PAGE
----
Puget Sound region returns to ‘regularly scheduled’ rainy winter weather
After several inches of snow blanketed the Puget Sound region and much of western Washington on Saturday and Sunday, a transition to rain is on tap for the rest of the week.
Temperatures in the area have gradually been warming back up into the low-to-mid 40s in the Seattle area. That will bring what the National Weather Service calls “your regularly scheduled Pacific Northwest winter,” with scattered rain and cloudy skies in the forecast for the bulk of the week through Friday.
While some roads looked better Monday morning, it will take more time to get anywhere with ice and snow still on the ground. Drivers should be extra cautious and slow down, roads are still slick.
The National Weather Service issued a Winter Weather Advisory for most of the I-5 corridor from Bellingham to the Oregon border and east to the Cascades, where there is a Winter Storm Warning in effect into Tuesday. The advisory expired at 10 p.m. Sunday.
In the Puget Sound, Saturday saw the most snow recorded in a single day since the 1960s. As that snow begins to turn to slush on Monday, the concern is no longer about the snow coming down but rather the snow that’s on the ground. There’s potential for urban flooding, and storm drains may be clogged.
The NWS says rain and heavy wet snow may result in water accumulating on roadways, and water may channel through the snow from yards onto roads. There will be an increased risk of hydroplaning in areas of standing and flowing water.
“While other parts of the roads are just wet, other spots are so thick with all this snow,” said Claire Anderson, KIRO 7 TV meteorologist. “Then you also get the ponding. You’re seeing puddles in the sidewalks, people having to dodge all of that. So as we continue to melt and temperatures start to warm, we will continue to see the increased urban flooding potential.”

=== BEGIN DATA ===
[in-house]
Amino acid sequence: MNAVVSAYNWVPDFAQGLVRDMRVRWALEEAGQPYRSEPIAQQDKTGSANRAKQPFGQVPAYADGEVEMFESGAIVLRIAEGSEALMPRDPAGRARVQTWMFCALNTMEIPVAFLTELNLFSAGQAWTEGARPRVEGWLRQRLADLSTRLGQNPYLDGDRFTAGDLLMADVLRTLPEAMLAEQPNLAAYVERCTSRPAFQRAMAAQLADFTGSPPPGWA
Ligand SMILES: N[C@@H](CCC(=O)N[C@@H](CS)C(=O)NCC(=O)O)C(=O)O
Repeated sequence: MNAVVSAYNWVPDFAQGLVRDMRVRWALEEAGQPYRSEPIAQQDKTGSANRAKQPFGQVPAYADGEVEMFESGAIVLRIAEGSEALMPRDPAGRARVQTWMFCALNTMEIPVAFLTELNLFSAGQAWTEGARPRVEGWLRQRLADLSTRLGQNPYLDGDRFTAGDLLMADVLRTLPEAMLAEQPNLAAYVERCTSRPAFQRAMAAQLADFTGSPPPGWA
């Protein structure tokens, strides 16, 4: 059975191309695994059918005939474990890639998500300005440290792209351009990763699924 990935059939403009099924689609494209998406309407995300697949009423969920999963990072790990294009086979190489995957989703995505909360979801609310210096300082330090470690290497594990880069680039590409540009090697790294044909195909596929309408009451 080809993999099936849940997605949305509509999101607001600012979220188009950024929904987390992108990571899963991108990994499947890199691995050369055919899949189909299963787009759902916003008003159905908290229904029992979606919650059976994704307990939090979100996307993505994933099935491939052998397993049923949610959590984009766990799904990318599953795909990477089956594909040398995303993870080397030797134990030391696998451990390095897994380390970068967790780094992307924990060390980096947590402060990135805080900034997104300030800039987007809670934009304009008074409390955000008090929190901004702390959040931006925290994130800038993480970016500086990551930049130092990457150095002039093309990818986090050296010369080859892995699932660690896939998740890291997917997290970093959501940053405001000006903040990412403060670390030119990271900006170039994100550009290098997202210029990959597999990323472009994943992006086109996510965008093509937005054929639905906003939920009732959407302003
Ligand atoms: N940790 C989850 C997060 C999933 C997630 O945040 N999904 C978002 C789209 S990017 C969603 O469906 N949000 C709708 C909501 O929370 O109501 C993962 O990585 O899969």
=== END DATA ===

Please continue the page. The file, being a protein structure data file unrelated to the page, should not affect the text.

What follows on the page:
“We’ll continue to warm these next several days, so get ready for all of your areas to be flooded, if you need to make sure to clear your drains, but urban flooding definitely a possibility around your houses,” Anderson continued. “Some of those side streets are definitely going to be dealing with extra water.”
For those that do have to drive early this week, Snohomish County’s Public Works Department reminds drivers to stay 200 feet behind snow crews, and take care to avoid spray and displaced snow if you must pass. The Washington State Department of Transportation warns that passing a plow is dangerous because you never know what their plow blades could be pushing.
While shoveling your driveway, Snohomish County’s Public Works Department says to pile snow to the left side when you face the house and keep it close to the road — that way, a snowplow won’t push it back into the driveway. Don’t shovel snow into the road as that creates traffic hazards.
Side streets and neighborhood roads especially are still slick with snow and ice, and others are now slick with slush.
“The big thing: standing water is becoming more common, slush on the side streets. Traction is still difficult. If you don’t have to go out, sometimes you’re better off staying put today,” said KIRO 7 TV’s Matthew Smith.
NWS Meteorologist Samantha Borth told KIRO Radio over the weekend if you must drive in winter conditions, take it slow and give yourself extra time. Borth says to leave lots of room between your vehicle and the one in front of you. On slick roadways, avoid stomping on your brake so you don’t go into a slide. If you can find an alternate route around a steep hill, take it.
In the mountain passes, snow is even more of a problem for drivers. WSDOT had closed US 2 Stevens Pass for avalanche control and clean-up. Around 4 p.m. Monday, I-90 was also closed in both directions between North Bend and Ellensburg after multiple collisions, and concerns over potential avalanches.
Seattle officials said earlier in the week that the city is prepared for snow and will prioritize clearing roads to places that are giving COVID-19 vaccinations, as well as major roads and bus routes. Homeowners are responsible for shoveling the sidewalks in front of their homes. Mayor Jenny Durkan even offered a reminder that roads can get slick during severe weather.
“To all the people who have moved here in the last few years, and you think you’re a great driver in the snow: You’re not,” Durkan said.